Sunday, May 1, 2011

Hide and Seek

For many of the teachers in the state, this time of year is the most stressful.  TAKS is upon us and there is where to run.  The approach of the standardized test is usually hailed with TAKS pullouts, meetings and training, an avalanche of emails, and much groaning.   We learn the appropriate way to administer the test, how to handle the kids in the testing room, how to address any situations that may arise, and to help build the testing into a successful campus event.  It is exhausting, tiring, and extremely stressful.
For me, this time of the year is always a downer.  I admit I am not the biggest fan of standardized testing, so I generally fail to see the point of the efforts we go through, but I make sure to remain professional.  As a good team player, I make sure to do what I am supposed to with as little complaint as possible.  Because the message we hear is that “it’s for the kids!,” I push through, interested in giving my students the best possible chance at success, despite how I feel about the reality of that success.
This week, Samantha and I were talking about my general displeasure at the everything happening this time of year.  She pointed out that over the last five years, at this point in the year, I consistently appear unhappy.  This was a bit of a surprise to me, as I try hard to keep positive in everything I do.  I guess it is only natural to expect my spouse, the person who knows me the best, to see through my facade even better than I do.
In our discussion, Samantha pointed out when I become unhappy I tend to hide in my books.  For years now, the amount I read picks up in the Spring.  I had associated this with more free time, but after reflecting on her thoughts, I realized she was right.  My reading has overrun my free time to the extent I have ignored certain other obligations and responsibilities.  In the last month I have read five books, none of them short.  While I am a fast reader, I couldn’t have gone through that many pages without neglecting other parts of my life.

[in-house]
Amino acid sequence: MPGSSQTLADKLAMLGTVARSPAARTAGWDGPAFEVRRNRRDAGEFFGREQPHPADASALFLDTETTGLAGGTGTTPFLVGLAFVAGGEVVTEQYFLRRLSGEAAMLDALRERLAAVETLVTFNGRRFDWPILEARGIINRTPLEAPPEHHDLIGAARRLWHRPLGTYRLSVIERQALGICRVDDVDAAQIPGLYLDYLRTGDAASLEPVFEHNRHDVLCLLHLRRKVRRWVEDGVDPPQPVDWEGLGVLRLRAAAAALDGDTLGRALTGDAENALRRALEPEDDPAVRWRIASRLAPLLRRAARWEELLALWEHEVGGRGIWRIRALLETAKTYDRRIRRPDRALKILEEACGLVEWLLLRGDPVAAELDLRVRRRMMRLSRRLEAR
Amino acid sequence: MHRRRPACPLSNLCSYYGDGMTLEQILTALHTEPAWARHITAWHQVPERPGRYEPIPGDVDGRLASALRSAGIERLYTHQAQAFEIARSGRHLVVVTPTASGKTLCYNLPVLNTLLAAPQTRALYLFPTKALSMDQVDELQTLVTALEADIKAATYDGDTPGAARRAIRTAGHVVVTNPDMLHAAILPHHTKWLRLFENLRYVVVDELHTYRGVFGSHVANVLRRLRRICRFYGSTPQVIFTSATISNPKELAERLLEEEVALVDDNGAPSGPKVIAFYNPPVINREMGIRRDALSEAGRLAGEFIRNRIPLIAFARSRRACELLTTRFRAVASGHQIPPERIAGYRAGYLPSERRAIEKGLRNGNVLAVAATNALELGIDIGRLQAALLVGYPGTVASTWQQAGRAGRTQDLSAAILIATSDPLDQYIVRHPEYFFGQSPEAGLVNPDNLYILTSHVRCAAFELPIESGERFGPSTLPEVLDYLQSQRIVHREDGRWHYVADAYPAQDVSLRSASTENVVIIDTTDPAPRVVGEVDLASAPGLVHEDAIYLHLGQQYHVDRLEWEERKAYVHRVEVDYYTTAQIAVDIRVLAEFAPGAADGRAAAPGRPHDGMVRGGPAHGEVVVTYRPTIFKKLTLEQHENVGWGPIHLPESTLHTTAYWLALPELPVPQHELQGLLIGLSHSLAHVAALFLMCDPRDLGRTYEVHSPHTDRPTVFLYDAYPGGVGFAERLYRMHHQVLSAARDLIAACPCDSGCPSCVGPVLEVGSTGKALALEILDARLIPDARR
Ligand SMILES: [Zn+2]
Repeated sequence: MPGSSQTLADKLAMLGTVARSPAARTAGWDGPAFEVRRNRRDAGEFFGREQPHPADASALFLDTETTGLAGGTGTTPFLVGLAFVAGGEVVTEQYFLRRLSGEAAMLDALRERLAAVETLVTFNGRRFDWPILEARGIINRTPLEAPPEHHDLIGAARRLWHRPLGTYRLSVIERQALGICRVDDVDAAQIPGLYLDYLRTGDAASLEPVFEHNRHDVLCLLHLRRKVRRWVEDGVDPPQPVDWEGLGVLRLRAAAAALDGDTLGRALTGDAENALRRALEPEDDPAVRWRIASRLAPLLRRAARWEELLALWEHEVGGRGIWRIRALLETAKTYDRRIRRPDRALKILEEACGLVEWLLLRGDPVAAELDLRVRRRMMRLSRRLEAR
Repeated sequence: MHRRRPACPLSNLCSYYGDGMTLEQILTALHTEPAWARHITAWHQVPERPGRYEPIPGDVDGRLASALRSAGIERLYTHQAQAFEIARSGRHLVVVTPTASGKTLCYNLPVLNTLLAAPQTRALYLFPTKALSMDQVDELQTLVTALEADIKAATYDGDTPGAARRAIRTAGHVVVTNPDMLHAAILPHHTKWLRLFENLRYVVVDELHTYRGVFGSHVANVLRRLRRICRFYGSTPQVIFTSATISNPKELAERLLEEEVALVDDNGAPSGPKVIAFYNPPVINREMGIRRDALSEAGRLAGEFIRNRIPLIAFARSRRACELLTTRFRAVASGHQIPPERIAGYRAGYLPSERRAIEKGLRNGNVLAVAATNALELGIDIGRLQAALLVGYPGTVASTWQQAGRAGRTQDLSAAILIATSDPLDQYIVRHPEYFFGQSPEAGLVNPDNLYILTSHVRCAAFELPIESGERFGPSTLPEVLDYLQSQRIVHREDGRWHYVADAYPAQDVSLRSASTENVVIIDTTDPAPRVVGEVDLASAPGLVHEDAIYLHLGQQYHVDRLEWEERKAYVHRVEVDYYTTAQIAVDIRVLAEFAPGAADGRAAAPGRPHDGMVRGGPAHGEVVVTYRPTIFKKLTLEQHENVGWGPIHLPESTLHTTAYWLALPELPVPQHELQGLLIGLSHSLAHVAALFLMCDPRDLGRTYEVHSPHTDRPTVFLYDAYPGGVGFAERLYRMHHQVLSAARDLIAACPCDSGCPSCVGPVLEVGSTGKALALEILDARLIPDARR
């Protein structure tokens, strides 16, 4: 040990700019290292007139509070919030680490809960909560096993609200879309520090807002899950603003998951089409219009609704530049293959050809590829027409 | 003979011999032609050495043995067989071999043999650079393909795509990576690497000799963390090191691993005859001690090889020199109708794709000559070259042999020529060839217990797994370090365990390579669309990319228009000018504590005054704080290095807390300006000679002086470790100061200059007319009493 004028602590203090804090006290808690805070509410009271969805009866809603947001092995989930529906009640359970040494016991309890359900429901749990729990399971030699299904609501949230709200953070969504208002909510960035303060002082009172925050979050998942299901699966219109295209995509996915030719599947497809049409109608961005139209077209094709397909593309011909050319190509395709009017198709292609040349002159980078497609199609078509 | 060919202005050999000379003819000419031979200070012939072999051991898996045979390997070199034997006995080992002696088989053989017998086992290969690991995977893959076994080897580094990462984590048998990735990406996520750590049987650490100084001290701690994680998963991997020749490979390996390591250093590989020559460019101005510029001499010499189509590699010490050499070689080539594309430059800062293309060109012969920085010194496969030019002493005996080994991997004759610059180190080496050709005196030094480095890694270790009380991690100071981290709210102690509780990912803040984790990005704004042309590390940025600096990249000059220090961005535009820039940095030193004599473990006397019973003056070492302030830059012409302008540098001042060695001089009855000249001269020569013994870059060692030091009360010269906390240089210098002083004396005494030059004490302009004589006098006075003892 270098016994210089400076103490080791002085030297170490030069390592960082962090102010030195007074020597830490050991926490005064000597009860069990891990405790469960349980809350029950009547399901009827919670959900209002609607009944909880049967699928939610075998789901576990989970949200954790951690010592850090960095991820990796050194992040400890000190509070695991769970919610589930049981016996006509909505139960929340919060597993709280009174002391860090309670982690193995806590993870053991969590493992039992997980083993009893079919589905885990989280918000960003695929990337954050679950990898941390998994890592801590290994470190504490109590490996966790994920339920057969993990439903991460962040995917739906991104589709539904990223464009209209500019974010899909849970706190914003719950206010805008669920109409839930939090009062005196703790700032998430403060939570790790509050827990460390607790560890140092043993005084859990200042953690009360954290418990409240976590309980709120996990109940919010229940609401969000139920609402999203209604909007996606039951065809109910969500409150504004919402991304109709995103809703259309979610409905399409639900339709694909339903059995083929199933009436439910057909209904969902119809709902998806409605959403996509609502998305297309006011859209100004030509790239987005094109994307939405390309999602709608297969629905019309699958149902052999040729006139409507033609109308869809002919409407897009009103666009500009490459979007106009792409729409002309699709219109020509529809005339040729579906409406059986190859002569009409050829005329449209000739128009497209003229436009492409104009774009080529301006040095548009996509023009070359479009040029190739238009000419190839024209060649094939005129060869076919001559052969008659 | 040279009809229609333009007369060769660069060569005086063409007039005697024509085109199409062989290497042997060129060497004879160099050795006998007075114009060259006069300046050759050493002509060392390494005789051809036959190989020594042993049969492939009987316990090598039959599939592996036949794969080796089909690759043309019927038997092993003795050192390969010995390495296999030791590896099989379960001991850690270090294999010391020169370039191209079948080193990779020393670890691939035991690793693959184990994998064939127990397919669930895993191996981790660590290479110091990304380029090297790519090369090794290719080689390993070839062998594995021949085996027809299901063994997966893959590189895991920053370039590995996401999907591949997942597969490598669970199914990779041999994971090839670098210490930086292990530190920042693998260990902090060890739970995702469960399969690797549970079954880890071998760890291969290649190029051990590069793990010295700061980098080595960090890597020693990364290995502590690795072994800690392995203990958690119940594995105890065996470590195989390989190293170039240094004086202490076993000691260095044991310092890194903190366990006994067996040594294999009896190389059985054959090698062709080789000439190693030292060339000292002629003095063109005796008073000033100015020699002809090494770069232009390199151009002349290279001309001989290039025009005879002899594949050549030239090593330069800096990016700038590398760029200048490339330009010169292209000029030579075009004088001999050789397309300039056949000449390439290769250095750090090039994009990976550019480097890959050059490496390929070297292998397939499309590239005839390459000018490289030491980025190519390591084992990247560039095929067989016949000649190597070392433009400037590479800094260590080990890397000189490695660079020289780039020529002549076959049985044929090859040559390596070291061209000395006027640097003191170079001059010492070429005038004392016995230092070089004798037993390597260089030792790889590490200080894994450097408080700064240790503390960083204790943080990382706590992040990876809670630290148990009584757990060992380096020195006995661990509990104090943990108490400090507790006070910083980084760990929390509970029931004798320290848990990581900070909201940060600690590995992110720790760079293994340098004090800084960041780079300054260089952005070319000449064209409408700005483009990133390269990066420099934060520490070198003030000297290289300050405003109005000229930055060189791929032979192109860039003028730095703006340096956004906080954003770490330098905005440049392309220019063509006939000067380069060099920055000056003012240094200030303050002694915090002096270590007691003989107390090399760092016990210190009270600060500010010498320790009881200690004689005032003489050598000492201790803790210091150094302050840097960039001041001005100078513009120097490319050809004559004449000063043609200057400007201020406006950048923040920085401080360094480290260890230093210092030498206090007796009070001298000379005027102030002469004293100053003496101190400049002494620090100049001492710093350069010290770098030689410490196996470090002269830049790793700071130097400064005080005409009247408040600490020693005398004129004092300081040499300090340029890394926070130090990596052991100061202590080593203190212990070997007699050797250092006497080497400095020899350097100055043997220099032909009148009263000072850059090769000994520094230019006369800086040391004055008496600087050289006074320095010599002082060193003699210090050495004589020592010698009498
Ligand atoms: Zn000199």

So, after realizing this, I decided to observe myself and see what else I did when I was in this unhappy state of mind.  First off, I realized that I am a person who eats their feelings.  My portion sizes creep up, the quality of the food I eat diminishes, and the frequency I crave food increases.  I have a hard time driving past fast food without wanting to stop, regardless of my hunger level.  I also have been craving meat - which for a vegetarian is odd.  Typically, my Starbucks tab also rises. 
I have also noticed that I have to have music on in the car.  Usually, I enjoy driving with the windows down, with nothing but the sounds of the road to accompany me.  It gives me time to think and reflect, or offers time to be still and silent.  I have had a hard time with the void of ditraction lately, preferring the radio and its inane commercials to the thoughts in my head.
I have been more tired, preferring sleep to other things.  I have been loathe to exercise, preferring to sit around than be outdoors.  I have chosen to avoid doing things around the house that need to be completed.  I have darker moods, been more cranky and temperamental, and been less satisfied with the hard work of others.  I can’t imagine I have been pleasant to be around at all times.
All of this boils down to one thing - I hide from the real issues.  By reading and listening to music, I don’t have to think.  Through eating, I boost my serotonin levels, eager to find happiness somewhere.  Through my lack of productivity, I prevent myself from being in circumstances where my brian has the opportunity to be introspective.  By being in a bad mood, I increase the chances of bringing others down to my level, helping me to feel less badly about my own poor outlook on life.
I should be finding a solution to whatever it is that brings me down.  But that would make sense, wouldn’t it.
Now that I have gained perspective, I can start working on the problem.  It is not unlike a medical issue - I have looked over the symptoms, determined a prognosis, and can now prescribe elements to return me to my right mind.  I should be back to happy in no time.
Now that I know what I am like when I dip into unhappiness, I should be able to prevent myself from descending too far into similar situations in the future.  Too often, we are more likely to see the problems others have rather than the ones we face ourselves.  It is too easy to hide from the issues than tackle them.  If we can keep in mind a certain awareness of our own behaviors and attitudes instead of turning a blind eye, we will notice ourselves, hopefully preventing a downward spiral. 
I am certainly glad Samantha was brave enough to be honest with me.  Without her, I might have just continued on the same path, obliviously comfortable with the weight under which I would soon crush. 

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